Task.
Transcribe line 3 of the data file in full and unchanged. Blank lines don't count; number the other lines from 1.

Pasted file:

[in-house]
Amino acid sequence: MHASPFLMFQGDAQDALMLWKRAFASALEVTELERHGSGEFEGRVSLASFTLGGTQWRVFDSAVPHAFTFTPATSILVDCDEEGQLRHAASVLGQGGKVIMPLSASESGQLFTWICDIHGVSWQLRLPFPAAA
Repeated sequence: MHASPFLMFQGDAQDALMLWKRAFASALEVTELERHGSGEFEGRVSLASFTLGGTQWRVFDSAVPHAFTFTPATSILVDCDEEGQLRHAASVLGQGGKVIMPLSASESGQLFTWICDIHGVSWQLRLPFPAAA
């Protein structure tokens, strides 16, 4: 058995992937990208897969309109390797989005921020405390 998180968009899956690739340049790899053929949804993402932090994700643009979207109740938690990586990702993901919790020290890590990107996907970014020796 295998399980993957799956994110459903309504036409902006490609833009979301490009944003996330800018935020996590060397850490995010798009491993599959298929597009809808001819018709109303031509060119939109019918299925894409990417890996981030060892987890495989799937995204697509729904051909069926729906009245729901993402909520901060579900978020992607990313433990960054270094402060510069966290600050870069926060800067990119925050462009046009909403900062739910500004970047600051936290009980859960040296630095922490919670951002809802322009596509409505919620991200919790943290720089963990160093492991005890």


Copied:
Repeated sequence: MHASPFLMFQGDAQDALMLWKRAFASALEVTELERHGSGEFEGRVSLASFTLGGTQWRVFDSAVPHAFTFTPATSILVDCDEEGQLRHAASVLGQGGKVIMPLSASESGQLFTWICDIHGVSWQLRLPFPAAA